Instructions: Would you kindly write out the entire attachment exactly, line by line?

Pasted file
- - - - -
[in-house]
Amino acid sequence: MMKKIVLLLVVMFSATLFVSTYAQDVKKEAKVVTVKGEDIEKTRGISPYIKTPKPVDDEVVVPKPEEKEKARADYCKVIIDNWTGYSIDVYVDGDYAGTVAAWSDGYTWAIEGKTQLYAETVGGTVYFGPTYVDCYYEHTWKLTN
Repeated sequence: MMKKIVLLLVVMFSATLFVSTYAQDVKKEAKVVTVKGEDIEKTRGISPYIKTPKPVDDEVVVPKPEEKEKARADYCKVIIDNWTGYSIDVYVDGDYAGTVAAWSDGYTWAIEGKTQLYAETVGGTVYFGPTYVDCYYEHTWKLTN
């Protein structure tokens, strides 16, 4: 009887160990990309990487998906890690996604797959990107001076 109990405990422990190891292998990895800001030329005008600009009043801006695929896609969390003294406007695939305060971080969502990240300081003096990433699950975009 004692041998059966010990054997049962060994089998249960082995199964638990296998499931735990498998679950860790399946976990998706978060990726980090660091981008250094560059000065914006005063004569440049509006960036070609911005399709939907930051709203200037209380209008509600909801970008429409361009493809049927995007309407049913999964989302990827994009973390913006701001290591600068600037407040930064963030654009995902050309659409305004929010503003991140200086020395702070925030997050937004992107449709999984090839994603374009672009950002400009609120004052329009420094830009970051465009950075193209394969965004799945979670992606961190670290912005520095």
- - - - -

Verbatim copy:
[in-house]
Amino acid sequence: MMKKIVLLLVVMFSATLFVSTYAQDVKKEAKVVTVKGEDIEKTRGISPYIKTPKPVDDEVVVPKPEEKEKARADYCKVIIDNWTGYSIDVYVDGDYAGTVAAWSDGYTWAIEGKTQLYAETVGGTVYFGPTYVDCYYEHTWKLTN
Repeated sequence: MMKKIVLLLVVMFSATLFVSTYAQDVKKEAKVVTVKGEDIEKTRGISPYIKTPKPVDDEVVVPKPEEKEKARADYCKVIIDNWTGYSIDVYVDGDYAGTVAAWSDGYTWAIEGKTQLYAETVGGTVYFGPTYVDCYYEHTWKLTN
């Protein structure tokens, strides 16, 4: 009887160990990309990487998906890690996604797959990107001076 109990405990422990190891292998990895800001030329005008600009009043801006695929896609969390003294406007695939305060971080969502990240300081003096990433699950975009 004692041998059966010990054997049962060994089998249960082995199964638990296998499931735990498998679950860790399946976990998706978060990726980090660091981008250094560059000065914006005063004569440049509006960036070609911005399709939907930051709203200037209380209008509600909801970008429409361009493809049927995007309407049913999964989302990827994009973390913006701001290591600068600037407040930064963030654009995902050309659409305004929010503003991140200086020395702070925030997050937004992107449709999984090839994603374009672009950002400009609120004052329009420094830009970051465009950075193209394969965004799945979670992606961190670290912005520095």